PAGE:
By David Hauser
Mario Williams is on the cusp of making the Buffalo Bills relevant for the first time in this millennium. Doug Flute just blushed at the thought. Buffalo is also trying to chase down veteran WR and Super Bowl XLVI hero, Mario Manningham. 2012 Free Agency is shaping into a Nintendo video game fantasy for the hungry fans of Western New York.
As Adrian Wojnarowski outlines here, Dwight Howard has been throwing a red herring at Magic management all along and has been working to make his “real team,” the New Jersey Nets stronger for next year.
“Why would Howard push for a trade now? So the Nets have to give up Brook Lopez and draft picks? For Howard, he can finish the season with the Magic, make the playoffs and leave on July 1 for a contract with the Nets, who can offer him a four-year, $81 million deal – about $28 million less than what the Magic can give him in a fifth year. Adidas wants him in a major market – New York or Los Angeles – and this scenario promises him the highest possible value on his upcoming renegotiation on his shoe deal.”
Jeremy Lin may not be a rookie, but in his first substantial playing time in the league he has lit up the NBA. He’s not the only young Point Guard shredding the league these days. Ricky Rubio has emerged in Minnesota as a Messi-like magician, turning the parquee into his own personal midfield. Kemba Walker is trying to rejuvenate the always floundering Charlotte Bobcats franchise with the brand of energy and enthusiasm that brought UConn a National Championship last year. And Kyrie Irving made everyone else on this Mt. Rushmore of young PGs look foolish and overmatched in this past weekend’s Rising Stars game (not to mention dismissing all the naysayers who insisted Derrick Williams should have been the #1 pick in the NBA draft last year).
And we have not even mentioned John Wall, Jrue Holliday, Norris Cole, Kyle Lowry, or even Glen Falls, NY’s Jimmer Fredette (still emerging). The NBA is overflowing with young Point Guard talent beyond the likes of established (but, still young!) vets like Derrick Rose, Chris Paul, Rajon Rondo, and Deron Williams.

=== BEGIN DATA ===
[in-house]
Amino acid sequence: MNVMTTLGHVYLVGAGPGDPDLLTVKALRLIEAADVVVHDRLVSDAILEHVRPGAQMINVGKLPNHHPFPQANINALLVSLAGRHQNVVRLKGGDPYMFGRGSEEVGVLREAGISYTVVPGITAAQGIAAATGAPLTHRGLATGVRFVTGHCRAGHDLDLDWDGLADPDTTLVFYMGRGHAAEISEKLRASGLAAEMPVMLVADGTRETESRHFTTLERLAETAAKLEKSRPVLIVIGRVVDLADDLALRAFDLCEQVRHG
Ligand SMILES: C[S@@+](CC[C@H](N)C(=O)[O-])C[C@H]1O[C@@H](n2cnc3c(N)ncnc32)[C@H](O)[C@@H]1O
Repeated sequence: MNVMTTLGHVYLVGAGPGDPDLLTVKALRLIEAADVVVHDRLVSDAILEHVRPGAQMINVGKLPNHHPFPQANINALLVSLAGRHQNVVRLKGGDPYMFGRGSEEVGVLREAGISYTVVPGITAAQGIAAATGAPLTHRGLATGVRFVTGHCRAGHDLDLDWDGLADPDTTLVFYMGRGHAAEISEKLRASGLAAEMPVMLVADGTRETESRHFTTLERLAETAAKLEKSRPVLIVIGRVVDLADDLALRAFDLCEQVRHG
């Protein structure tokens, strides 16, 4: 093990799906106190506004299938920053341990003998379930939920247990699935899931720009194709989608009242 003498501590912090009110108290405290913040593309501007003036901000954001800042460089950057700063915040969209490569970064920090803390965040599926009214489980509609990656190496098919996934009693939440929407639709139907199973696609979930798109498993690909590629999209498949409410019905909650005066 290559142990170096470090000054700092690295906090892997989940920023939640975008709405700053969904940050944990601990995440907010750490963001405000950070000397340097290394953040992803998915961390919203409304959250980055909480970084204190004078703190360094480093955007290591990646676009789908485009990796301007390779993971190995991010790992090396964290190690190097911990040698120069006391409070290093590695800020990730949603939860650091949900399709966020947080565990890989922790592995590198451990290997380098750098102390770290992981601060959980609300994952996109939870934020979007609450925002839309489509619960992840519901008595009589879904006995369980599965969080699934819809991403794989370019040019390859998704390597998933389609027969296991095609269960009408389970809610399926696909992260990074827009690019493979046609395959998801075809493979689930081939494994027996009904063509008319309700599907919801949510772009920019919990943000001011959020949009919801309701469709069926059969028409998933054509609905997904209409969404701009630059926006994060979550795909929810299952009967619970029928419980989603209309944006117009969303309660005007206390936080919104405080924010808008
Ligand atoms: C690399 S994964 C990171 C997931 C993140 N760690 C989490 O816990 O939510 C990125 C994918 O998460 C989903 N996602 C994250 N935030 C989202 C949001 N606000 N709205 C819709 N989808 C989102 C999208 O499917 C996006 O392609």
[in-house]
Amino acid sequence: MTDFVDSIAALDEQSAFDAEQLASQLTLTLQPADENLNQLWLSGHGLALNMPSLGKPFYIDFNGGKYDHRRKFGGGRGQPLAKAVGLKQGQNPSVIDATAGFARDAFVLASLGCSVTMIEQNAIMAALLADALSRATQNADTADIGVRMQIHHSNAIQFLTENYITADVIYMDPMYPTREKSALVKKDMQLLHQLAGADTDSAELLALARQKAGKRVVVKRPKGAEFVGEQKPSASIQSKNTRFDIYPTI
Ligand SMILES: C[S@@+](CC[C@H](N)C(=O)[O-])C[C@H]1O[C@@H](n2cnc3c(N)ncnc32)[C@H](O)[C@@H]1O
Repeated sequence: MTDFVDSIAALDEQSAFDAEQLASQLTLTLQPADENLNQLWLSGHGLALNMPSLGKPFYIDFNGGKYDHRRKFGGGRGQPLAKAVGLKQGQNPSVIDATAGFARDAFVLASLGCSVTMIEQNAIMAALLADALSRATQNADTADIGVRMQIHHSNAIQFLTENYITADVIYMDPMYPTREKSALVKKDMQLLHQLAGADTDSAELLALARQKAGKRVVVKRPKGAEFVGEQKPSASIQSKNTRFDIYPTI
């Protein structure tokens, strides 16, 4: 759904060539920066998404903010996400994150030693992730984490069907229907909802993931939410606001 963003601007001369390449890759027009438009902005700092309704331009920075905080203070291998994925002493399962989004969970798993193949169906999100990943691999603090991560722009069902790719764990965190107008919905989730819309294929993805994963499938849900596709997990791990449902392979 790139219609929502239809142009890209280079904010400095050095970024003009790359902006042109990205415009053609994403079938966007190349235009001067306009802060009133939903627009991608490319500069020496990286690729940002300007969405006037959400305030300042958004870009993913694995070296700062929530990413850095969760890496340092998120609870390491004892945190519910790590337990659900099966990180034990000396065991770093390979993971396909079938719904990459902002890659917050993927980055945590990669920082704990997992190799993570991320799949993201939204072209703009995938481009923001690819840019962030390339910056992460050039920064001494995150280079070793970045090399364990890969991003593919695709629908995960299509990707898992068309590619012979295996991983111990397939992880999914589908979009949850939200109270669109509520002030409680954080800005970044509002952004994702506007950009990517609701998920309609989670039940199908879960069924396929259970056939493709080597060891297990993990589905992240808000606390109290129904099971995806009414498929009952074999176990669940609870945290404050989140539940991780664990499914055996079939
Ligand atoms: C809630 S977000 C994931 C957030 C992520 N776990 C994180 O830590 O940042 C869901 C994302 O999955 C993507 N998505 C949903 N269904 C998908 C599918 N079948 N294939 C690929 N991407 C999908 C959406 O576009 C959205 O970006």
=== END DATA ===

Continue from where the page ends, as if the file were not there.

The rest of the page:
If you’re a GM and can pick one Under-25 PG to build around, who you taking??
Yet again, sports fans are relegated to throwing on their lab coats to try to figure out if one of baseball's stars is telling the truth or not
By David Berlin
As a life-long Phillies fan I thought about what I would do if I found out Ryan Howard or Chase Utley were taking steroids. My first thought was that my world would be shattered. But then after some reflection, I realized that realistically, I would probably refuse to accept it and pretend it never happened. That’s what I did with the ‘93 Phillies and it’s worked out pretty well for me for 20 years.
Try talking to any Phillies fan about that ‘93 team and they’ll say something like – “Sure, 10 players had ‘career’ years. And sure, Dykstra was hitting .400 through June. But let’s not play the blame game.”
I consider myself a fairly educated person and I still have no idea what I’m reading when it comes to steroid articles. 1. because I can’t understand the science, and 2., because the player always puts out an extremely loaded statement, with unquantifiable terms of art (probably written by his lawyer). Soon I just have a headache and want to get back to watching baseball. Continue reading
Shhhhhhhhocking...it would appear we have virtually two mutually exclusive viewing audiences
By David Hauser
In a breakthrough new study, social scientists have discovered virtually no crossover appeal in viewership of NASCAR and NBA basketball. Ironically both NASCAR’s Daytona 500 and the NBA’s All-Star Weekend Festivities will be held over the same weekend, both in Central Florida. Here’s to hoping these two different viewing audiences do not get into any turf war tussles this coming weekend. Unfortunately, Lenny Kravitz’s PR team was not privy to these shocking new findings until too late…
Magicians, Dwight Howard and David Stern, host the awkward All-Star Weekend Festivities
By David Hauser
I have a pretty poor memory, but this I still recall. In 6th grade (1995ish), at a nearby table in my middle school cafeteria I noticed a young relatively non-descript female classmate wearing a homemade Orlando Magic white t-shirt to school on some random weekday during the NBA season. Scrawled in bright colorful puffy paint across the front (and back) of her shirt was the following trivia question about NBA journeyman/Magic backup point guard, Brian Shaw: What is the most valuable import Orlando has EVER received from Miami? A. Tropical Storms? B. Cuban Food? C. Their overflow retirees? D. Brian Shaw?